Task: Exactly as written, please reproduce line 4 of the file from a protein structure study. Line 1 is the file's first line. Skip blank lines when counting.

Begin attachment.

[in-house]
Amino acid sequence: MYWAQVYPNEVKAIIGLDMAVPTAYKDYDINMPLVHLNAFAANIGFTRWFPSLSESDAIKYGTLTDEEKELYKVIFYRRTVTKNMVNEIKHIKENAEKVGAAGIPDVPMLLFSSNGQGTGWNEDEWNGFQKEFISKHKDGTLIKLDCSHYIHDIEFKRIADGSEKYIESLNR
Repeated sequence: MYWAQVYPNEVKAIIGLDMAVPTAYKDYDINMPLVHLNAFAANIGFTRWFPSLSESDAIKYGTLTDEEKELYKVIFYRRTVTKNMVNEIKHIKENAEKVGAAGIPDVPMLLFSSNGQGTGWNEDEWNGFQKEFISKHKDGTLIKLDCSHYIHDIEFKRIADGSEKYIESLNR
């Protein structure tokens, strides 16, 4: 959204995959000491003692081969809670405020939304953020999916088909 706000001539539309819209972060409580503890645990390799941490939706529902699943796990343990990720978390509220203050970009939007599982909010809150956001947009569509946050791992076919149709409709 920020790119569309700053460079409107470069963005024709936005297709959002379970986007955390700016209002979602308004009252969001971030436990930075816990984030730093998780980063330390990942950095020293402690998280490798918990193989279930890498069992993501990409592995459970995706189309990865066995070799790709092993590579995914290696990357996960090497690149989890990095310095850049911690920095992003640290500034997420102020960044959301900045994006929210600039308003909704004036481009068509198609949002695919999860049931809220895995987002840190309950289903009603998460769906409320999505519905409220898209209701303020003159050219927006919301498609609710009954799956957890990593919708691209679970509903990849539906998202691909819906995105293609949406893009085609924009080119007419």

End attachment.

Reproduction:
């Protein structure tokens, strides 16, 4: 959204995959000491003692081969809670405020939304953020999916088909 706000001539539309819209972060409580503890645990390799941490939706529902699943796990343990990720978390509220203050970009939007599982909010809150956001947009569509946050791992076919149709409709 920020790119569309700053460079409107470069963005024709936005297709959002379970986007955390700016209002979602308004009252969001971030436990930075816990984030730093998780980063330390990942950095020293402690998280490798918990193989279930890498069992993501990409592995459970995706189309990865066995070799790709092993590579995914290696990357996960090497690149989890990095310095850049911690920095992003640290500034997420102020960044959301900045994006929210600039308003909704004036481009068509198609949002695919999860049931809220895995987002840190309950289903009603998460769906409320999505519905409220898209209701303020003159050219927006919301498609609710009954799956957890990593919708691209679970509903990849539906998202691909819906995105293609949406893009085609924009080119007419």